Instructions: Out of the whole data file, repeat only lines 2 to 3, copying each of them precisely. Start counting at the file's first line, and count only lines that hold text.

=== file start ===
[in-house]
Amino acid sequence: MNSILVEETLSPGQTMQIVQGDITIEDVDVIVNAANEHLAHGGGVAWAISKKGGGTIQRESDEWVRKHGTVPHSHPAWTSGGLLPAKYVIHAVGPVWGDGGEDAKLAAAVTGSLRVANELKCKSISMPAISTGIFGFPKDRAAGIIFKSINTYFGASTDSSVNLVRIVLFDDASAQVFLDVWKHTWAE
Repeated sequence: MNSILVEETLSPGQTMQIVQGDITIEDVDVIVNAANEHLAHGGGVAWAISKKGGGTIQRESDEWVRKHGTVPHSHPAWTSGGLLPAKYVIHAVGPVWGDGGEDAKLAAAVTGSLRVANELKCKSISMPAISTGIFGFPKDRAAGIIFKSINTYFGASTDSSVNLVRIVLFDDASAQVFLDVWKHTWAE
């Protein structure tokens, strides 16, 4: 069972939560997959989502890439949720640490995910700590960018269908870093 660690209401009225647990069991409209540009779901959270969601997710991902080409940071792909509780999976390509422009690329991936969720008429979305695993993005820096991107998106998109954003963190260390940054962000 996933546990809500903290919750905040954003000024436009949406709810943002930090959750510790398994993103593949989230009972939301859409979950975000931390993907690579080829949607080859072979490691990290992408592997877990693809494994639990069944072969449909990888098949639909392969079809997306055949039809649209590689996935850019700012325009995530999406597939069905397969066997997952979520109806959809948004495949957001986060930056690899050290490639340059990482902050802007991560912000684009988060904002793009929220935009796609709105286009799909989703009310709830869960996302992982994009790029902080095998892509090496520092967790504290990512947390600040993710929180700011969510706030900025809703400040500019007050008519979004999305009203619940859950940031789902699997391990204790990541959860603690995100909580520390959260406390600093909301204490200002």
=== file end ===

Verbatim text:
Amino acid sequence: MNSILVEETLSPGQTMQIVQGDITIEDVDVIVNAANEHLAHGGGVAWAISKKGGGTIQRESDEWVRKHGTVPHSHPAWTSGGLLPAKYVIHAVGPVWGDGGEDAKLAAAVTGSLRVANELKCKSISMPAISTGIFGFPKDRAAGIIFKSINTYFGASTDSSVNLVRIVLFDDASAQVFLDVWKHTWAE
Repeated sequence: MNSILVEETLSPGQTMQIVQGDITIEDVDVIVNAANEHLAHGGGVAWAISKKGGGTIQRESDEWVRKHGTVPHSHPAWTSGGLLPAKYVIHAVGPVWGDGGEDAKLAAAVTGSLRVANELKCKSISMPAISTGIFGFPKDRAAGIIFKSINTYFGASTDSSVNLVRIVLFDDASAQVFLDVWKHTWAE